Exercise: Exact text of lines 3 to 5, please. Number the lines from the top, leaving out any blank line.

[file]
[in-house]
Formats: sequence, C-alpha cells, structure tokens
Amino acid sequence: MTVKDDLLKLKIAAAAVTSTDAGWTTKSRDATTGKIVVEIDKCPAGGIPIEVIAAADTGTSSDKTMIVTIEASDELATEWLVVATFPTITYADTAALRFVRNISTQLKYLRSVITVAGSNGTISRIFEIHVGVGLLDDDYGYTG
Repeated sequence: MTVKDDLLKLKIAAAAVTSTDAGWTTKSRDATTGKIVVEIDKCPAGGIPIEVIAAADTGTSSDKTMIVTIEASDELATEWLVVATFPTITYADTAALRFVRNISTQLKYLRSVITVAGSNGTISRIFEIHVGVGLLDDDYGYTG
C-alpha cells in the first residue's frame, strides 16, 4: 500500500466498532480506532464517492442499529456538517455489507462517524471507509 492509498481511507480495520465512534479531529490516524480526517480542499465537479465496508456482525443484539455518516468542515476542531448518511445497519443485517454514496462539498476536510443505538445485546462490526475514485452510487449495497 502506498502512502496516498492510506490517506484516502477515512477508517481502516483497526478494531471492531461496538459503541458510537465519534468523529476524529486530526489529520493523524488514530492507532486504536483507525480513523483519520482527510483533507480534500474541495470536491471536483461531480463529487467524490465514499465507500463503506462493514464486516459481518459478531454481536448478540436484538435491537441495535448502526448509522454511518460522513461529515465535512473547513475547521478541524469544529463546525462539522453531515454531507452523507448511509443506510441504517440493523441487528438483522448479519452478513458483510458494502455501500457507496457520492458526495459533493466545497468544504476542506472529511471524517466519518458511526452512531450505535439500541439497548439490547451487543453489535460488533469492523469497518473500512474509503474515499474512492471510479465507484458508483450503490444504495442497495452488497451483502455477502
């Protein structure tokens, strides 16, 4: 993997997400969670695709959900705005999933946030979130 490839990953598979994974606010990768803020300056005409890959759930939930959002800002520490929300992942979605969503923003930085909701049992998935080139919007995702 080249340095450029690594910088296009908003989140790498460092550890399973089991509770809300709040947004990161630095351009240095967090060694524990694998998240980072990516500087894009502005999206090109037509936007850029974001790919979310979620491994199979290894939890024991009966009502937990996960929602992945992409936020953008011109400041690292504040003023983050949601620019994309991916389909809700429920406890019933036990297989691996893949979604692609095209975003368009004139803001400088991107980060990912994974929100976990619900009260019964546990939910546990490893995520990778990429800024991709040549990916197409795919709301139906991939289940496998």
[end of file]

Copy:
Amino acid sequence: MTVKDDLLKLKIAAAAVTSTDAGWTTKSRDATTGKIVVEIDKCPAGGIPIEVIAAADTGTSSDKTMIVTIEASDELATEWLVVATFPTITYADTAALRFVRNISTQLKYLRSVITVAGSNGTISRIFEIHVGVGLLDDDYGYTG
Repeated sequence: MTVKDDLLKLKIAAAAVTSTDAGWTTKSRDATTGKIVVEIDKCPAGGIPIEVIAAADTGTSSDKTMIVTIEASDELATEWLVVATFPTITYADTAALRFVRNISTQLKYLRSVITVAGSNGTISRIFEIHVGVGLLDDDYGYTG
C-alpha cells in the first residue's frame, strides 16, 4: 500500500466498532480506532464517492442499529456538517455489507462517524471507509 492509498481511507480495520465512534479531529490516524480526517480542499465537479465496508456482525443484539455518516468542515476542531448518511445497519443485517454514496462539498476536510443505538445485546462490526475514485452510487449495497 502506498502512502496516498492510506490517506484516502477515512477508517481502516483497526478494531471492531461496538459503541458510537465519534468523529476524529486530526489529520493523524488514530492507532486504536483507525480513523483519520482527510483533507480534500474541495470536491471536483461531480463529487467524490465514499465507500463503506462493514464486516459481518459478531454481536448478540436484538435491537441495535448502526448509522454511518460522513461529515465535512473547513475547521478541524469544529463546525462539522453531515454531507452523507448511509443506510441504517440493523441487528438483522448479519452478513458483510458494502455501500457507496457520492458526495459533493466545497468544504476542506472529511471524517466519518458511526452512531450505535439500541439497548439490547451487543453489535460488533469492523469497518473500512474509503474515499474512492471510479465507484458508483450503490444504495442497495452488497451483502455477502